Hafnium Carbonitride

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hafnium carbonitride is an advanced ceramic that has a high melting point and good thermo-mechanical properties. It is one of the most promising materials for future spacecraft components and reusable rocket modules because it can withstand extremely high temperatures.

Atomistic simulations have predicted that a material made with the right ratio of hafnium, nitrogen and carbon could have a melting point significantly higher than the previously highest-known melting point for any compound: more than 4,400 kelvins (the temperature of the surface of the Sun). Experimental testing in 2020 has confirmed that this material exists: a hafnium nitride-carbonitride mixture called (Hf,Ta)CN that melts at an even higher temperature than hafnium carbide.

This article reports the synthesis of this new material via solid-gas mechanochemical reaction in a planetary ball mill from elemental Ti, B and C under a nitrogen atmosphere. The mechanochemical reactions were accompanied by a chemical dissociation process in the sample to form a mixed phase exhibiting a face-centred cubic structure. The (Ti,B)CN phase was further densified by spark plasma sintering to form dense single-phase Hf(Ti,B)CN ceramics. The oxidation resistance of these materials was assessed by thermogravimetric analysis and static oxidation experiments under ambient conditions. The results show that the (Hf,Ta)CN ceramics exhibit a low oxygen diffusivity owing to the formation of a protective HfSiO 4 barrier layer.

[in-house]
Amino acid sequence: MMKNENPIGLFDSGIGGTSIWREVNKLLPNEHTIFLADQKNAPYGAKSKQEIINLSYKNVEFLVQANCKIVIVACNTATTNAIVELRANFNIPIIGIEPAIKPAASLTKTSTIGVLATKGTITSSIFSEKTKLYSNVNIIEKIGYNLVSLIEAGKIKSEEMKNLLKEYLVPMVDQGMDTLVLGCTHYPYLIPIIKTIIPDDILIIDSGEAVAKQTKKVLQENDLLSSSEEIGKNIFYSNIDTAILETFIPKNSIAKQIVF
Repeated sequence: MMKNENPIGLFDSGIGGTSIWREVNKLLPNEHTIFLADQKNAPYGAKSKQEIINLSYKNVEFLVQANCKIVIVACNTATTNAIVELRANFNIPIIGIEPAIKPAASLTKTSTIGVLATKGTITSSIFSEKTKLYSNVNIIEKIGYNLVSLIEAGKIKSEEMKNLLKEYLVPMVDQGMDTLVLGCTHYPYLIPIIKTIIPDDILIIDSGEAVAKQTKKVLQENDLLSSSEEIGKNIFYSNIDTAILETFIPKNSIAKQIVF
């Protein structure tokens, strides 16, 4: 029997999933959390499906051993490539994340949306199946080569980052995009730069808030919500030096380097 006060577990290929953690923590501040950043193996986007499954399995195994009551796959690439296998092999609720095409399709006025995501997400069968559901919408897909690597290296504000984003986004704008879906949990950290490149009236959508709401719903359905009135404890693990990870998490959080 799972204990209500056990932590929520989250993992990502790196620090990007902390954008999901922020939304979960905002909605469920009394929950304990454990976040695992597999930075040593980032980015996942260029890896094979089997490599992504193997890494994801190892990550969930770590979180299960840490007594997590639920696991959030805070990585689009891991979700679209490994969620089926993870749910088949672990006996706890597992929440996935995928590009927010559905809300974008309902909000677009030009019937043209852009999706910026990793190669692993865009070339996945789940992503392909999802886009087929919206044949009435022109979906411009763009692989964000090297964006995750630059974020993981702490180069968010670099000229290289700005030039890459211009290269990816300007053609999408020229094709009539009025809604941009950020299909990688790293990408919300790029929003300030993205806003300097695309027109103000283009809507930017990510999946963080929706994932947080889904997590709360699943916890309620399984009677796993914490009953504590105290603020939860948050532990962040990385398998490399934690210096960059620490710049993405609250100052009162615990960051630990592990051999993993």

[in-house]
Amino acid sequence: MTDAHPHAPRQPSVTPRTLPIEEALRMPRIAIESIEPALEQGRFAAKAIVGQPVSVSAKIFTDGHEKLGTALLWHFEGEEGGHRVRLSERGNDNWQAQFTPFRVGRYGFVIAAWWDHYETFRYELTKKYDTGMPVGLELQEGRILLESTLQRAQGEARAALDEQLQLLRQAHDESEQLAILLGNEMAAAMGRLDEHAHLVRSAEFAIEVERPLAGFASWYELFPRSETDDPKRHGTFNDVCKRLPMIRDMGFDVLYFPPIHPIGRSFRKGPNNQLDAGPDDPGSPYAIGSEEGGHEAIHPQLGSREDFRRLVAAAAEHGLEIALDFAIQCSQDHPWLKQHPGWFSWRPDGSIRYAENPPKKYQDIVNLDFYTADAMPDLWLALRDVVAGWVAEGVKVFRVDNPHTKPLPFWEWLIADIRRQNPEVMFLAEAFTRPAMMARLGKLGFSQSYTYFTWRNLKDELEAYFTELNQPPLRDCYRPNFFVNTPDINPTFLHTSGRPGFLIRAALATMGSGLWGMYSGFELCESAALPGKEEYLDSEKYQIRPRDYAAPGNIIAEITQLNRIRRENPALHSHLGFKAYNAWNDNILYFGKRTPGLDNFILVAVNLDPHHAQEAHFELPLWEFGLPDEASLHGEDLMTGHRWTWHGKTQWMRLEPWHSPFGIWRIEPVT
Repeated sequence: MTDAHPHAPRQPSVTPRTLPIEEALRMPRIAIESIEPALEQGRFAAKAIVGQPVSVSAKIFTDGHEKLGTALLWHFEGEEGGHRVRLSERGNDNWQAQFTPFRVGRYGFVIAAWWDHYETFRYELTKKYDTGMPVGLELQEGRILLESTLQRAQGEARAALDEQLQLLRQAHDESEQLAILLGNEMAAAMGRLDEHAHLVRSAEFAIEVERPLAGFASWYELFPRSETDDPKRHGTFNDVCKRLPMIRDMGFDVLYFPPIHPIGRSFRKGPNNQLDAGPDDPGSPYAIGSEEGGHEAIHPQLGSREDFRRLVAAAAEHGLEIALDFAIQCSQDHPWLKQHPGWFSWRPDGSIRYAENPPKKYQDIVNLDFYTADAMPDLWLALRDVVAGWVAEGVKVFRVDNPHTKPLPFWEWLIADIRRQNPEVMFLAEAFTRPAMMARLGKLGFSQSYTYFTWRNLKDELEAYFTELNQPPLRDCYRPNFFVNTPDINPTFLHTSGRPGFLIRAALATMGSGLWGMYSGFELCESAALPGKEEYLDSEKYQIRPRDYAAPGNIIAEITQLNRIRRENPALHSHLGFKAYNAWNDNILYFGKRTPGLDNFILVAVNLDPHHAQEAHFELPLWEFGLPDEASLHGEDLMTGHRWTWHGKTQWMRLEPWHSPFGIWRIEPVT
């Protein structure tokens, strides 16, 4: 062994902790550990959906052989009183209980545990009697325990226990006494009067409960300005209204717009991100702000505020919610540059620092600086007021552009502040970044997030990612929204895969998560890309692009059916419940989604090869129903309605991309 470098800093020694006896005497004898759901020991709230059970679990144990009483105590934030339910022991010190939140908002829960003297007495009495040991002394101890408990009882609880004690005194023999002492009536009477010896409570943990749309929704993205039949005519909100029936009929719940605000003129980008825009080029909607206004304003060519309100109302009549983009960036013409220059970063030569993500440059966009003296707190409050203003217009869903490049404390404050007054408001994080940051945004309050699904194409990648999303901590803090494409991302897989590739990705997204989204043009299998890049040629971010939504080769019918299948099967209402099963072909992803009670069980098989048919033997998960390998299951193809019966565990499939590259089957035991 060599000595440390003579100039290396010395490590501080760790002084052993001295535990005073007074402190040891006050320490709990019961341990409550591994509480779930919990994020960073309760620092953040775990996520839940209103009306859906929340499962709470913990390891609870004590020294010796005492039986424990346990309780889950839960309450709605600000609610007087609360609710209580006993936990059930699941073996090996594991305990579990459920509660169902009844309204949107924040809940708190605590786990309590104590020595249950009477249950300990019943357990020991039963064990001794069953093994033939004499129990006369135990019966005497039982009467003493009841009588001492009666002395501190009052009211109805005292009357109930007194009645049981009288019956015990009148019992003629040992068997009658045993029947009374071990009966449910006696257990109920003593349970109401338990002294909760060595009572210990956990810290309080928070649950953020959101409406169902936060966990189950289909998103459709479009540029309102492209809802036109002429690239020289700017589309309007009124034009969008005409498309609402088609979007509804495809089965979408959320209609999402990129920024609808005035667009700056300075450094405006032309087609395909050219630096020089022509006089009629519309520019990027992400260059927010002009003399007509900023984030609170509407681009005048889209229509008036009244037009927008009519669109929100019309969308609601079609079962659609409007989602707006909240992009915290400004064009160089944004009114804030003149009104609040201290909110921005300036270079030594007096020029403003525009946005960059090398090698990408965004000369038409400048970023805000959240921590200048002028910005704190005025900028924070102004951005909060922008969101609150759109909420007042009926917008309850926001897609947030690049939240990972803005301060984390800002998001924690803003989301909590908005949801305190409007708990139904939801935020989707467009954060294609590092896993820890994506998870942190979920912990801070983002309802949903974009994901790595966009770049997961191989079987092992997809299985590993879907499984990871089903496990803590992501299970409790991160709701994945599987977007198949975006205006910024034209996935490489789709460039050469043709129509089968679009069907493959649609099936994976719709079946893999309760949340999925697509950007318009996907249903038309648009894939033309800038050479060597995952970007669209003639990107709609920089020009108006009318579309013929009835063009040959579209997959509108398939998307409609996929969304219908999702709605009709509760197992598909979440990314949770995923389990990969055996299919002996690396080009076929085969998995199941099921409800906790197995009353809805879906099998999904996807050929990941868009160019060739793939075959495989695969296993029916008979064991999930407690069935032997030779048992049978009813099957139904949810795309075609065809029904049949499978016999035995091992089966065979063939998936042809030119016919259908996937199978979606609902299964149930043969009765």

The structural, electronic and elastic properties of the non-stoichiometric transition metal carbonitrides TiNxC1-x, ZrNxC1-x and HfNxC1-x (0x1) with rock-salt structures were analyzed using density functional theory. The lattice constants, densities and bulk moduli of these compounds were found to be linear functions of the nitrogen concentration x. The magnetic behavior of these compounds was also studied and a transition from paramagnetic to diamagnetic was observed with increasing x.